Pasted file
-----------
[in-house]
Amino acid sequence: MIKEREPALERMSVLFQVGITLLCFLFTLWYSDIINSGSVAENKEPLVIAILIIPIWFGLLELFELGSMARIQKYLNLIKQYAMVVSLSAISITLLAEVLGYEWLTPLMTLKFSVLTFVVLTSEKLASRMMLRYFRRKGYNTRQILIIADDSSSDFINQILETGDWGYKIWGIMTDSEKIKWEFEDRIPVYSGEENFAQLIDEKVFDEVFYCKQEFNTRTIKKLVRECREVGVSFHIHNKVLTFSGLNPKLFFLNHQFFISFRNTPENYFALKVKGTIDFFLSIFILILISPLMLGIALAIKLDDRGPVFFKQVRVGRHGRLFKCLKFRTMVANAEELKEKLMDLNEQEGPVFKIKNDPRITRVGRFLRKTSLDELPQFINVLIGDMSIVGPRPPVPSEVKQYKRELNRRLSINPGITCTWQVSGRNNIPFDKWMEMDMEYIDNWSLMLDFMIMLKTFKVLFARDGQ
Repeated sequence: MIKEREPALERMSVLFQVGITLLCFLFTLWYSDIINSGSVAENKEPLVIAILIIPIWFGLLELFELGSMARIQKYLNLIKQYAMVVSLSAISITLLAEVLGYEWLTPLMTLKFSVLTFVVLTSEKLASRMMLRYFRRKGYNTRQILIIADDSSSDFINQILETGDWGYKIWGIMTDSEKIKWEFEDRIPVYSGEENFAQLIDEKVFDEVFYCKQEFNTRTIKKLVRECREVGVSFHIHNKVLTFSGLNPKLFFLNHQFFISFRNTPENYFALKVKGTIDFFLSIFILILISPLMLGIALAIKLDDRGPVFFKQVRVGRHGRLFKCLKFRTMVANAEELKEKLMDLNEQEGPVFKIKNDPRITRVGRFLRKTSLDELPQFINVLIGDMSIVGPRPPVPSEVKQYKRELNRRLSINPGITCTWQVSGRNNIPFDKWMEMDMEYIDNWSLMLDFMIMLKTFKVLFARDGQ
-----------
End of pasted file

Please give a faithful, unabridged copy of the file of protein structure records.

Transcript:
[in-house]
Amino acid sequence: MIKEREPALERMSVLFQVGITLLCFLFTLWYSDIINSGSVAENKEPLVIAILIIPIWFGLLELFELGSMARIQKYLNLIKQYAMVVSLSAISITLLAEVLGYEWLTPLMTLKFSVLTFVVLTSEKLASRMMLRYFRRKGYNTRQILIIADDSSSDFINQILETGDWGYKIWGIMTDSEKIKWEFEDRIPVYSGEENFAQLIDEKVFDEVFYCKQEFNTRTIKKLVRECREVGVSFHIHNKVLTFSGLNPKLFFLNHQFFISFRNTPENYFALKVKGTIDFFLSIFILILISPLMLGIALAIKLDDRGPVFFKQVRVGRHGRLFKCLKFRTMVANAEELKEKLMDLNEQEGPVFKIKNDPRITRVGRFLRKTSLDELPQFINVLIGDMSIVGPRPPVPSEVKQYKRELNRRLSINPGITCTWQVSGRNNIPFDKWMEMDMEYIDNWSLMLDFMIMLKTFKVLFARDGQ
Repeated sequence: MIKEREPALERMSVLFQVGITLLCFLFTLWYSDIINSGSVAENKEPLVIAILIIPIWFGLLELFELGSMARIQKYLNLIKQYAMVVSLSAISITLLAEVLGYEWLTPLMTLKFSVLTFVVLTSEKLASRMMLRYFRRKGYNTRQILIIADDSSSDFINQILETGDWGYKIWGIMTDSEKIKWEFEDRIPVYSGEENFAQLIDEKVFDEVFYCKQEFNTRTIKKLVRECREVGVSFHIHNKVLTFSGLNPKLFFLNHQFFISFRNTPENYFALKVKGTIDFFLSIFILILISPLMLGIALAIKLDDRGPVFFKQVRVGRHGRLFKCLKFRTMVANAEELKEKLMDLNEQEGPVFKIKNDPRITRVGRFLRKTSLDELPQFINVLIGDMSIVGPRPPVPSEVKQYKRELNRRLSINPGITCTWQVSGRNNIPFDKWMEMDMEYIDNWSLMLDFMIMLKTFKVLFARDGQ